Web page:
writing and internet distractions, part umpteen.

It looks like I’m not the only writer consciously avoiding the distractions inherent in working on a machine that is connected to the Internet.  I solve the problem by using low-tech writing tools.  Others take their laptops to places where you can’t get online.

Is inability to resist the siren song of the Interwebs a weakness or character flaw?  If so, it’s looking to be a pretty common one.  I know my productivity increases fourfold when I’m staying away from YouTwitFaceTube.

13 thoughts on “writing and internet distractions, part umpteen.

  1. wfgodbold says:

    Whatever you do, don’t go to tvtropes.org. It’s more wikipedian than wikipedia is, only without all the boring factual information.

    If clicking from trope to trope and series to series doesn’t eat up hours of your time, I’ll eat my hat*.

    /maniacal laughter

    *I won’t actually eat my hat.

  2. The cafe I favor has crap wifi so I get lots of work done. Plus I do my longhand work there. But damned if I don’t need to fill my pen up or else I run out of ink. Should carry two around. Hmmm.

    • Marko Kloos says:

      That’s the one drawback of the Pilot Vanishing Point…the converter doesn’t hold much ink. My Lamy 2000 usually goes two weeks between refills, but the nib doesn’t retract on that one.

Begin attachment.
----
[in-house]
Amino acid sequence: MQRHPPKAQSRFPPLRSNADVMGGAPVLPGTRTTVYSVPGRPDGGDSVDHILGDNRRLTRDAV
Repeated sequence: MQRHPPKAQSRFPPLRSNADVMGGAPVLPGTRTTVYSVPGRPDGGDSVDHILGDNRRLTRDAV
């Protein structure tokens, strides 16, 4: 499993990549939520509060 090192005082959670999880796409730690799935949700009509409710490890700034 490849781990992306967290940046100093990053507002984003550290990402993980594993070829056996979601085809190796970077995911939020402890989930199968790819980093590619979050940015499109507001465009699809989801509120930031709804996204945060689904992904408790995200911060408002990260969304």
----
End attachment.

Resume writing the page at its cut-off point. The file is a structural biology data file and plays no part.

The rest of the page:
3. LittleRed1 says:

    I think it’s more of the human condition – look, a shiny! – ah anyway, as I was saying, for me it depends.

    If I’m writing fiction, ‘Net can be a problem because say I need to look up location information. I do that, but then I start to roam. For non-fiction, I tend not to get sucked in because I need a specific piece of information. If the words are flowing, I’ll mark the place and get the data later, if possible, otherwise I tend to get the material I need and come straight back to work. But I was labeled “the department’s OCD” when I was at Flat State U, so YMMV.

  4. aczarnowski says:

    You’re not alone in this Marko.

  5. Paul B says:

    We are all bright people with a powerful monkey urge to learn. You can trust the internet as well as most printed material and you can tailor your learning to match your own preconceptions.

    It is a weakness, possibly an addiction. At least it is not as debiliting as drugs or alchohol.

  6. Paul B says:

    Yes, I need to do this in word, spell check and then post.

  7. Brian J. says:

    Strangely, I find I get more done at a coffeeshop with wi-fi than I do at home because I don’t trust public wi-fi and don’t connect to it.

    And I don’t have any Civilization variant installed on the laptop.

  8. Jake says:

    Tvtropes is a supercritical site. Namely, for each page you read, you will open up, on average, more than one link.

    I blame tabbed browsing.

  9. […] Kloos, a science fiction writer with two munchkins of his own, links to a Wall Street Journal piece about writers looking for places to write that don’t have […]

  10. Marja says:

    Internet is bad, bad, BAD for my writing. It took me about three years to finish my first novel manuscript, before I got the connection, now I’m still writing the second one, after five years since I got the net to my home.

    BAD!

  11. Marja says:

    And yes, I’m very slow even without distractions.

  12. Ken says:

    I have occasion to stay sometimes at a place with no TV, no landline phone, and no Internet. It makes a difference in my productivity.

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